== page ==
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Indiana Court Clarifies Transgender Individual’s Birth Certficate Process

| Aug 15, 2017 | Firm News

The
Indiana Court of Appeals Clarifies Requirements for Changing Name and Gender
Markers on Birth Certificates Involving Transgender People
            In
re the Name Change of A.L. and In re the Name Change of L.S., 79A02-1703-MI-473

involved two (2) people A.L. and L.S. who wanted to legally change their name
as well as their gender markers (i.e. the gender designation) on their
respective birth certificates.  Both had
been living as men and working with medical and counseling personnel as they
transitioned. Per Indiana law, the intent to change one’s name must be
published in a newspaper.  This enables
creditors and other parties to locate the new name. 
A.L. filed for a name
change and gender marker change in May 2016. 
The trial court denied his petition to change his gender marker because
he did not publish his intent to do so. 
The court was following the logic that if publication was not required,
many people would change their gender markers to avoid creditors and “other
aggrieved parties,” and should thus follow the same publication requirements of
a name change. 
L.S. filed a petition for
a name change and a gender marker change in September 2016, but requested a
waiver of publication and a sealed record. 
He also requested an exclusion of confidential information under
Administrative Rule 9.   Administrative Rule 9 “governs public access
to, and confidentiality of, Court Records.” 
This rule “attempts to balance competing interests and recognizes that
unrestricted access to certain information in Court Records could result in an
unwarranted invasion of personal privacy or unduly increase the risk of injury
to individuals and businesses.”  L.S.
submitted evidence that transgender individuals were unduly subjected to
violence and homicide, LGBT people are the most likely minority to experience
hate crimes in the US, personal hate crime experiences and beliefs, and
submitted statistics on the harassment, mistreatment, and murder of
transgenders in 2016. 
However, the trial court
denied his petition and ordered L.S. to publish his intent to change his name
and gender.  The trial court acknowledged
that transgenders did experience a disproportionate amount of violence;
however, it also found that it did not establish that he had been subjected to
specific threats or violence that a public case would make worse. 
L.S. filed for
interlocutory appeal and A.L. filed for appeal, and the cases were consolidated
into one case.  The Indiana Court of
Appeals noted that there is no statute requiring publication of an intent to
change a gender marker and that the trial court applied the wrong
standard.  Judge Baker stated, “Unless
and until the General Assembly crafts specific requirements regarding either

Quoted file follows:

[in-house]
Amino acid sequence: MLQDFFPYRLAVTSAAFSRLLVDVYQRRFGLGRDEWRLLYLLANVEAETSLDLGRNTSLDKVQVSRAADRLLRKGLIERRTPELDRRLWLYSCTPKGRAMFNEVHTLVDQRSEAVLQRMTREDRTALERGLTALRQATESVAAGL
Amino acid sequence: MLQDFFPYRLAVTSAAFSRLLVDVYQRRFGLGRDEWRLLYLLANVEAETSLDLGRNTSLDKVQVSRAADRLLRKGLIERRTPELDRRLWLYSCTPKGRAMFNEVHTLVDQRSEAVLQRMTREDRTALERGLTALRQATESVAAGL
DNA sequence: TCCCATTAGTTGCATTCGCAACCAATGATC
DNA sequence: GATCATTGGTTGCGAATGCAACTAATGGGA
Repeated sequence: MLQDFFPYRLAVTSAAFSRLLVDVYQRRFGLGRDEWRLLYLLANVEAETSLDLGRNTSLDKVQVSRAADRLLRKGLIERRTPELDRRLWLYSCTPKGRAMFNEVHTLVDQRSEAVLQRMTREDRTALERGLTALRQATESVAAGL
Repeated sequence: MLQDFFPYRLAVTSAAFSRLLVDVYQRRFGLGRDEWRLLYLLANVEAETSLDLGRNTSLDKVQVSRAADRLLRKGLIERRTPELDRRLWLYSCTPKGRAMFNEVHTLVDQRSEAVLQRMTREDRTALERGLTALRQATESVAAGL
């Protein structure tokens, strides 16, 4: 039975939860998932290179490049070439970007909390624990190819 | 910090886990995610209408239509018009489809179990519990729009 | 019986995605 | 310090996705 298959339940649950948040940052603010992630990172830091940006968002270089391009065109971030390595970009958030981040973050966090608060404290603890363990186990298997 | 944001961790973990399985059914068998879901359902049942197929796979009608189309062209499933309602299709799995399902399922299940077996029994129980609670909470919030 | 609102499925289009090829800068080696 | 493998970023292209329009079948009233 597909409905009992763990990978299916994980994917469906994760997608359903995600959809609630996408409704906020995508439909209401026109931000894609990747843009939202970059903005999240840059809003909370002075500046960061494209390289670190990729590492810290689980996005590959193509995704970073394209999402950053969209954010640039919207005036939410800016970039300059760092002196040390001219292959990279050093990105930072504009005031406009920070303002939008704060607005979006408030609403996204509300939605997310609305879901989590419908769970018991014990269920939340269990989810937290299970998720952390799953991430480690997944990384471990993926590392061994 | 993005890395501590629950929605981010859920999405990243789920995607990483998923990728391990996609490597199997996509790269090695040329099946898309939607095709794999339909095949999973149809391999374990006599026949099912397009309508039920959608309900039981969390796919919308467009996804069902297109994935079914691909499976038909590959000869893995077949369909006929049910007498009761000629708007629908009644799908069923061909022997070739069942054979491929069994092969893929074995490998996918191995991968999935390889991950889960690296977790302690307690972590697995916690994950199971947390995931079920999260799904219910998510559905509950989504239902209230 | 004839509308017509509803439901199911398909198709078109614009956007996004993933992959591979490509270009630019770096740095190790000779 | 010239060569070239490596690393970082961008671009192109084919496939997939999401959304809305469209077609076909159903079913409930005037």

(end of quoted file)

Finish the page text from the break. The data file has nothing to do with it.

gender marker changes, this Court’s common sense standard in Birth Certificate is the bar that must
be met.” The standard applied in Birth
Certificate
is that a name change and gender marker change must be made in
good faith and not to commit fraud.  Both
A.L. and L.S. met this standard, and the trial courts were reversed and the
cases remanded with instructions to grant both petitions and to amend their
birth certificates with their new genders. 
The Court of Appeals
reversed the trial court and L.S. was also granted a sealed record under
Administrative Rule 9 because he established that publishing his intent placed
him at a greater risk by pointing to transgender violence in his community,
state, and nation. The appellate court found that not granting this petition
would be to essentially “out” a man as transgender. After considering all the
evidence L.S. had provided, the court stated:
Publication of his birth name and
new name would enable members of the general public to seek him out, placing
him at a significant risk of harm. And in today’s day and age, information that
is published in a newspaper is likely to be published on the Internet, where it
will remain in perpetuity, leaving L.S. at risk for the rest of his life. There
was no evidence in opposition to L.S.’s evidence. Under these circumstances, we
find that L.S. established that publication of notice of his petition for a
name change would create a significant risk of substantial harm to him. As a
result, the trial court should have granted his requests to seal the record and
waive publication pursuant to Administrative Rule 9.  At page
14 of slip opinion.
Prepared by Richard A. Mann and our paralegal Molly E. Hendricks,  Mann Law, P.C. Attorneys at Law, www.rmannlawoffice.com

This blog does not constitute
legal advice nor does it establish an attorney client relationship.  This is for general information purposes as
in most legal situations the facts and terms of an agreement between the
parties can affect the result.